Hopefully, I’ll get the shop finished soon (I just got my Fuego the other day and it rocks!) and I can start in on organisation that won’t drive me up the wall. I plan on building the rolling tool chest from ShopNotes 79 first, and then a few other projects, also from ShopNotes.

    Now all I need is time…

    James – also peg free 🙂

  4. lmgreco says:

    I have used something similar to this for a while for hard to reach places on metal work. If used properly, it can get some nice results. This looks expecially useful because of the swivel head.

    Dynafile is the tool I am more familiar with:
    http://www.pathon.com/dynafile.htm

  5. T says:

    I’ve used the dynafile as well. We had them at the place I worked two jobs ago. They were absolutely fantastic for taking off burrs left over from the machine shop. Use the dynafile to get the big stuff off and a scotch brite wheel in an air grinder to smooth it out. I can’t telll you how many things would have never fit together without that combination. Especially handy for redressing big long screwed up stub acme and acme threads, which we used all the time.

    Of course, like all power tools, you can take too much material off really fast.

  6. Bruce says:

    I’ve used the dyna-file which is a similar tool in metal fabricating. You can get scotch brite belts as well as sanding belts. I’ve never seen a tool that works as well for blending welds to the base metal. Once you’ve used one you will be spoiled on it.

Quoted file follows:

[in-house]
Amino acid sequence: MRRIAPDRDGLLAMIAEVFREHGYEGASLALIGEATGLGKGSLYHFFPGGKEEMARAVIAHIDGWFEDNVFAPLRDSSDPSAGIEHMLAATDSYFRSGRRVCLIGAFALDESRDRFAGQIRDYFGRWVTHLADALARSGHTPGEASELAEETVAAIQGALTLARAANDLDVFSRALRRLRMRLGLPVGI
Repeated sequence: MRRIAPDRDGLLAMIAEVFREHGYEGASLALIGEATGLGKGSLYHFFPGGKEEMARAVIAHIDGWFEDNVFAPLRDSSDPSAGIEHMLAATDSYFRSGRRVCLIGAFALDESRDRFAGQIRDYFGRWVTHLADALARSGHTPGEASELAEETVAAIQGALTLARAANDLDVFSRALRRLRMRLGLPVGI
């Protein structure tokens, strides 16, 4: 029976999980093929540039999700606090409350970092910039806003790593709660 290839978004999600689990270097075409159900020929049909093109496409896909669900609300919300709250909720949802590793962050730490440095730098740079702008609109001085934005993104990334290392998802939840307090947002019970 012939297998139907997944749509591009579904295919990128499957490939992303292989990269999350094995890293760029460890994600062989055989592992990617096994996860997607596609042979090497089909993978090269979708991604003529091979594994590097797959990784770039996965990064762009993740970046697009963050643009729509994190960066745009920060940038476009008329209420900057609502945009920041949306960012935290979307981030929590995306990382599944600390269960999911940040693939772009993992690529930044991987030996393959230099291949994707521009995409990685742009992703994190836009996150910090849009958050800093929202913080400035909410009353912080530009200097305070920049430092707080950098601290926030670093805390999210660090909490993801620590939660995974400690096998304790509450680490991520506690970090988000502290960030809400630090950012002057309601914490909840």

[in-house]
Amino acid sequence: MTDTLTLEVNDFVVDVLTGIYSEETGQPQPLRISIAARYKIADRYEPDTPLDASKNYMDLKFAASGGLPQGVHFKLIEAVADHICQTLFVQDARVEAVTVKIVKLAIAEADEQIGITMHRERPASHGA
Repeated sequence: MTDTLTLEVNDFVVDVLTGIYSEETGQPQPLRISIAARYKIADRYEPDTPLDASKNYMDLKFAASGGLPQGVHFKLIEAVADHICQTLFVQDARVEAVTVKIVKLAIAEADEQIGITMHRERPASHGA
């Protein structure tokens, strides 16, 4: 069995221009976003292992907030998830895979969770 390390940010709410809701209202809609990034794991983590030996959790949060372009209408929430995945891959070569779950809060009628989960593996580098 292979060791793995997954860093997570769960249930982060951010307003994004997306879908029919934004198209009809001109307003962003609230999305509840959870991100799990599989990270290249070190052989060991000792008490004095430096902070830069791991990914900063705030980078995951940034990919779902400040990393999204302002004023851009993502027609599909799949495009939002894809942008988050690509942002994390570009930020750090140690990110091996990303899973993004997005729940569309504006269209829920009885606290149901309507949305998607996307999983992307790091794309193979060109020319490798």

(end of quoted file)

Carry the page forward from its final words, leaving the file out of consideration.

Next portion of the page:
7. Paul says:

    I have a couple of belt sanders this size, and I don’t use them very much. I use my big belt sanders a lot, and rotary sanders a lot too. And nothing replaces hand sanding I don’t care how many sanders you got. There’s just no getting away from hand sanding. A strip of sandpaper can usually do what one of these things will do. And running these thin belts they pop apart a lot so you’ll soon have lots of strips of sandpaper. Maybe these tools are just sandpaper strip makers? A cute gee whiz tool that you may use a lot the day that you get it, but less and less as time passes.

    I don’t feel these are essential tools, They look far handier than they are in practice. I feel that someone’s toolbux are better spent other ways.

  8. Dave says:

    These sanders are incredibly usefull if you do a lot of detail work. Unlike dremmels that gouge little pits or run-off and unlike big belt sanders that can turn a tree into a toothpick in 30 seconds or less, this type of sander can be easily controlled to sand on a flat and even plane. As for breaking the belts, you are twising the sander against the surface of your work or appying too much preassure.

    Peg boards don’t suck. Put a little square on the support leg at the bottom of the peg and they stay nicely secured to the board but are still easy to rearrange (unlike nails).

  9. steve says:

    im a woodcarver and I do very detailed work,this little sander makes fast time sanding on work that would take me hours by hand,has spoiled me,wouldnt be without it now

  10. Gary Jacobs says:

    Have one of these. Didn’t need it until I got it, now I can’t live without it.